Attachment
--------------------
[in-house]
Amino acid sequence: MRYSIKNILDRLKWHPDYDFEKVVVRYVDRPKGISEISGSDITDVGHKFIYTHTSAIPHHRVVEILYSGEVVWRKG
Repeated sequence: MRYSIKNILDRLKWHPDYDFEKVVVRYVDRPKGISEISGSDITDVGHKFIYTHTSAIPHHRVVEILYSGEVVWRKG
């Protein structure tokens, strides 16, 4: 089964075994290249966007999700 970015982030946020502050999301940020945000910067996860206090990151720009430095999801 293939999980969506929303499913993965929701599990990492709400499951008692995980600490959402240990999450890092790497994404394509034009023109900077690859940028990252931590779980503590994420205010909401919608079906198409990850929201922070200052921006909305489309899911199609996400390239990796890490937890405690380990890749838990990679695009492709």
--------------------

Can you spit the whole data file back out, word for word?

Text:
[in-house]
Amino acid sequence: MRYSIKNILDRLKWHPDYDFEKVVVRYVDRPKGISEISGSDITDVGHKFIYTHTSAIPHHRVVEILYSGEVVWRKG
Repeated sequence: MRYSIKNILDRLKWHPDYDFEKVVVRYVDRPKGISEISGSDITDVGHKFIYTHTSAIPHHRVVEILYSGEVVWRKG
């Protein structure tokens, strides 16, 4: 089964075994290249966007999700 970015982030946020502050999301940020945000910067996860206090990151720009430095999801 293939999980969506929303499913993965929701599990990492709400499951008692995980600490959402240990999450890092790497994404394509034009023109900077690859940028990252931590779980503590994420205010909401919608079906198409990850929201922070200052921006909305489309899911199609996400390239990796890490937890405690380990890749838990990679695009492709």